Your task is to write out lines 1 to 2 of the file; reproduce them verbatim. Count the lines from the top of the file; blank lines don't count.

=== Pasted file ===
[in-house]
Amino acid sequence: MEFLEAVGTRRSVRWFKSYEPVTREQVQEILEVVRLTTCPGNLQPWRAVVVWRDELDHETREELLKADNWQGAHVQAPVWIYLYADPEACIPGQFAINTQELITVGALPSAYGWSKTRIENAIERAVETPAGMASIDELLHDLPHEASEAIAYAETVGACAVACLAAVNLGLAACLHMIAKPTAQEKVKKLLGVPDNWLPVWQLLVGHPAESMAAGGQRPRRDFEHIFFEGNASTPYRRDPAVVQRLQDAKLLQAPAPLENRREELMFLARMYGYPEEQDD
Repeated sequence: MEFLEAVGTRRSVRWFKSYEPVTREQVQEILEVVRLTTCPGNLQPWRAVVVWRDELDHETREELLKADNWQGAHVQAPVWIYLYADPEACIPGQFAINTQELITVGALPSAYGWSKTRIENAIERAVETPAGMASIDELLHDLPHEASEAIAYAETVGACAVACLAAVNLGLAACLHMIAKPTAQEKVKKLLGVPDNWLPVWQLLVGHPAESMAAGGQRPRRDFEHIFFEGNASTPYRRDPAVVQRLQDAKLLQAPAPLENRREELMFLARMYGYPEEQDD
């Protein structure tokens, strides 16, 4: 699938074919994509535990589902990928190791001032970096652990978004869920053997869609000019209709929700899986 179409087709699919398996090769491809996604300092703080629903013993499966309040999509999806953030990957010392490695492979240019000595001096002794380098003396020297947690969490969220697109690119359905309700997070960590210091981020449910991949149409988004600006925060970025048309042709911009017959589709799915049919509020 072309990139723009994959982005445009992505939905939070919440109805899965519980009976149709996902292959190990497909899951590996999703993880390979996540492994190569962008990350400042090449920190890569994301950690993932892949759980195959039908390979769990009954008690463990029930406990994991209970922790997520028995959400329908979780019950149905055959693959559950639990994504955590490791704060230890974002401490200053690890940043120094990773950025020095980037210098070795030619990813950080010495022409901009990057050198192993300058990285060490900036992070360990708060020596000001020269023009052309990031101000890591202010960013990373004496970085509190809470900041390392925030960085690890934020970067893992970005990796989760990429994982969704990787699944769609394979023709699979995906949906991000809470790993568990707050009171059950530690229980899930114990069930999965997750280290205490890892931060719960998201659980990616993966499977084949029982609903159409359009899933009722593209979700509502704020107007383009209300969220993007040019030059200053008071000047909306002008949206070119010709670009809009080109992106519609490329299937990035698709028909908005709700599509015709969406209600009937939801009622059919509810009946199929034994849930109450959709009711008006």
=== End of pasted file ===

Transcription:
[in-house]
Amino acid sequence: MEFLEAVGTRRSVRWFKSYEPVTREQVQEILEVVRLTTCPGNLQPWRAVVVWRDELDHETREELLKADNWQGAHVQAPVWIYLYADPEACIPGQFAINTQELITVGALPSAYGWSKTRIENAIERAVETPAGMASIDELLHDLPHEASEAIAYAETVGACAVACLAAVNLGLAACLHMIAKPTAQEKVKKLLGVPDNWLPVWQLLVGHPAESMAAGGQRPRRDFEHIFFEGNASTPYRRDPAVVQRLQDAKLLQAPAPLENRREELMFLARMYGYPEEQDD